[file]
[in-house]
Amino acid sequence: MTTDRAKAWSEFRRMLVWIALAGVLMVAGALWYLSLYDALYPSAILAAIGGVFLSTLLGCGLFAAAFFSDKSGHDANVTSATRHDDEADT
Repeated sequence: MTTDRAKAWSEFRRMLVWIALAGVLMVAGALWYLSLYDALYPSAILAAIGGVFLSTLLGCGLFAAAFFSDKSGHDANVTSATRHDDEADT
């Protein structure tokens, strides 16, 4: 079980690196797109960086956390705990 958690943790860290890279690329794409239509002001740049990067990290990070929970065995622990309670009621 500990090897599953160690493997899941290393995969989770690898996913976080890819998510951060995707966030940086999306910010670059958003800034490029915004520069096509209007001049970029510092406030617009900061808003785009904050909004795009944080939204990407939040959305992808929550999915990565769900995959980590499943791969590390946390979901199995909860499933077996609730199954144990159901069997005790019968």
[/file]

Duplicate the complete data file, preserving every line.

[in-house]
Amino acid sequence: MTTDRAKAWSEFRRMLVWIALAGVLMVAGALWYLSLYDALYPSAILAAIGGVFLSTLLGCGLFAAAFFSDKSGHDANVTSATRHDDEADT
Repeated sequence: MTTDRAKAWSEFRRMLVWIALAGVLMVAGALWYLSLYDALYPSAILAAIGGVFLSTLLGCGLFAAAFFSDKSGHDANVTSATRHDDEADT
């Protein structure tokens, strides 16, 4: 079980690196797109960086956390705990 958690943790860290890279690329794409239509002001740049990067990290990070929970065995622990309670009621 500990090897599953160690493997899941290393995969989770690898996913976080890819998510951060995707966030940086999306910010670059958003800034490029915004520069096509209007001049970029510092406030617009900061808003785009904050909004795009944080939204990407939040959305992808929550999915990565769900995959980590499943791969590390946390979901199995909860499933077996609730199954144990159901069997005790019968």